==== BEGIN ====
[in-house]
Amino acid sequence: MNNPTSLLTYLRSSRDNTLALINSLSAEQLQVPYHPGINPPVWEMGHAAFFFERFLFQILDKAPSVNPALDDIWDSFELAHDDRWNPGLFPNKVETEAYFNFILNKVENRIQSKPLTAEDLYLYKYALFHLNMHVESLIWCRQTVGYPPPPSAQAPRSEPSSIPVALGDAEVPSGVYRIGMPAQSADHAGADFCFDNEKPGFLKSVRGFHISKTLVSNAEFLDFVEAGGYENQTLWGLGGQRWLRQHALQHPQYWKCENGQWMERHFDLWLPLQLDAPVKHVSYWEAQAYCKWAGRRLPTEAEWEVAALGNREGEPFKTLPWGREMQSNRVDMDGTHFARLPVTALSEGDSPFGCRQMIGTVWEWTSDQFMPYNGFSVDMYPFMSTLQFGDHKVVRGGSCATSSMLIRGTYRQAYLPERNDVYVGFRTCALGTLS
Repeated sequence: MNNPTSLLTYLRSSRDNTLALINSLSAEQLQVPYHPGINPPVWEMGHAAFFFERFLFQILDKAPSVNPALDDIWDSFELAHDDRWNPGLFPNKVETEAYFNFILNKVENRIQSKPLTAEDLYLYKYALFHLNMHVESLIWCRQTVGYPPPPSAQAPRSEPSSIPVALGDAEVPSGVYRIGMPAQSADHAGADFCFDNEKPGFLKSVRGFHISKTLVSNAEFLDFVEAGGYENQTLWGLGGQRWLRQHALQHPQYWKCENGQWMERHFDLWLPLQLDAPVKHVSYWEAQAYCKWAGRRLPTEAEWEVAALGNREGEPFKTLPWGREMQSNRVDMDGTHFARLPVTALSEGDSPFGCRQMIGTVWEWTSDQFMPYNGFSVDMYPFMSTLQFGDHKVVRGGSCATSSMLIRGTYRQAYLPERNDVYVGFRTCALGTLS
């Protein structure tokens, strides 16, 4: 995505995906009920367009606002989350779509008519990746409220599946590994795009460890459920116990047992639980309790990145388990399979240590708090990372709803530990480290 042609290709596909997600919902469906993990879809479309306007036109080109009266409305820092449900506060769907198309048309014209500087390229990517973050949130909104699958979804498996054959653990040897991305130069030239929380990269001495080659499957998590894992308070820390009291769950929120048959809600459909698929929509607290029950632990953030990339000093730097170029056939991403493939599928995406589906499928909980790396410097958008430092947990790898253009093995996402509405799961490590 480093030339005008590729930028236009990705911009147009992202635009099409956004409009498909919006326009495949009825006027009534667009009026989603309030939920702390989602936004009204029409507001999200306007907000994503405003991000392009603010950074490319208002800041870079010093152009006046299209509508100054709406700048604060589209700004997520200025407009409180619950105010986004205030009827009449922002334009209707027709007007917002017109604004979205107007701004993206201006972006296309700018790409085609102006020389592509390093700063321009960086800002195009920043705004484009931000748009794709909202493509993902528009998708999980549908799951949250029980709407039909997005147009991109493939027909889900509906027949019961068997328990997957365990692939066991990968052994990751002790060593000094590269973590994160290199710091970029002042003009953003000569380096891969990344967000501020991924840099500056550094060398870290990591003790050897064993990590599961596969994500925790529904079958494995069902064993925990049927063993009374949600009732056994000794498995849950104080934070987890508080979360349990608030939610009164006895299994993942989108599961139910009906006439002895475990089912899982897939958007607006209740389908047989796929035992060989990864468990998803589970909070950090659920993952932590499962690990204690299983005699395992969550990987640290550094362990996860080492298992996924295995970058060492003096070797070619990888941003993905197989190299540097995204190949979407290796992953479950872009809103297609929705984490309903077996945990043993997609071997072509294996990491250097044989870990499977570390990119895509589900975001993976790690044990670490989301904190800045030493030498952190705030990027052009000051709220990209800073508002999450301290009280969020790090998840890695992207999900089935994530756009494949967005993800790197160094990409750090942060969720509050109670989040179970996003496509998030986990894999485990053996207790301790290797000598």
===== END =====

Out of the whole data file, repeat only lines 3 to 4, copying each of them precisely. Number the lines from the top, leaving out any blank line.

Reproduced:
Repeated sequence: MNNPTSLLTYLRSSRDNTLALINSLSAEQLQVPYHPGINPPVWEMGHAAFFFERFLFQILDKAPSVNPALDDIWDSFELAHDDRWNPGLFPNKVETEAYFNFILNKVENRIQSKPLTAEDLYLYKYALFHLNMHVESLIWCRQTVGYPPPPSAQAPRSEPSSIPVALGDAEVPSGVYRIGMPAQSADHAGADFCFDNEKPGFLKSVRGFHISKTLVSNAEFLDFVEAGGYENQTLWGLGGQRWLRQHALQHPQYWKCENGQWMERHFDLWLPLQLDAPVKHVSYWEAQAYCKWAGRRLPTEAEWEVAALGNREGEPFKTLPWGREMQSNRVDMDGTHFARLPVTALSEGDSPFGCRQMIGTVWEWTSDQFMPYNGFSVDMYPFMSTLQFGDHKVVRGGSCATSSMLIRGTYRQAYLPERNDVYVGFRTCALGTLS
């Protein structure tokens, strides 16, 4: 995505995906009920367009606002989350779509008519990746409220599946590994795009460890459920116990047992639980309790990145388990399979240590708090990372709803530990480290 042609290709596909997600919902469906993990879809479309306007036109080109009266409305820092449900506060769907198309048309014209500087390229990517973050949130909104699958979804498996054959653990040897991305130069030239929380990269001495080659499957998590894992308070820390009291769950929120048959809600459909698929929509607290029950632990953030990339000093730097170029056939991403493939599928995406589906499928909980790396410097958008430092947990790898253009093995996402509405799961490590 480093030339005008590729930028236009990705911009147009992202635009099409956004409009498909919006326009495949009825006027009534667009009026989603309030939920702390989602936004009204029409507001999200306007907000994503405003991000392009603010950074490319208002800041870079010093152009006046299209509508100054709406700048604060589209700004997520200025407009409180619950105010986004205030009827009449922002334009209707027709007007917002017109604004979205107007701004993206201006972006296309700018790409085609102006020389592509390093700063321009960086800002195009920043705004484009931000748009794709909202493509993902528009998708999980549908799951949250029980709407039909997005147009991109493939027909889900509906027949019961068997328990997957365990692939066991990968052994990751002790060593000094590269973590994160290199710091970029002042003009953003000569380096891969990344967000501020991924840099500056550094060398870290990591003790050897064993990590599961596969994500925790529904079958494995069902064993925990049927063993009374949600009732056994000794498995849950104080934070987890508080979360349990608030939610009164006895299994993942989108599961139910009906006439002895475990089912899982897939958007607006209740389908047989796929035992060989990864468990998803589970909070950090659920993952932590499962690990204690299983005699395992969550990987640290550094362990996860080492298992996924295995970058060492003096070797070619990888941003993905197989190299540097995204190949979407290796992953479950872009809103297609929705984490309903077996945990043993997609071997072509294996990491250097044989870990499977570390990119895509589900975001993976790690044990670490989301904190800045030493030498952190705030990027052009000051709220990209800073508002999450301290009280969020790090998840890695992207999900089935994530756009494949967005993800790197160094990409750090942060969720509050109670989040179970996003496509998030986990894999485990053996207790301790290797000598």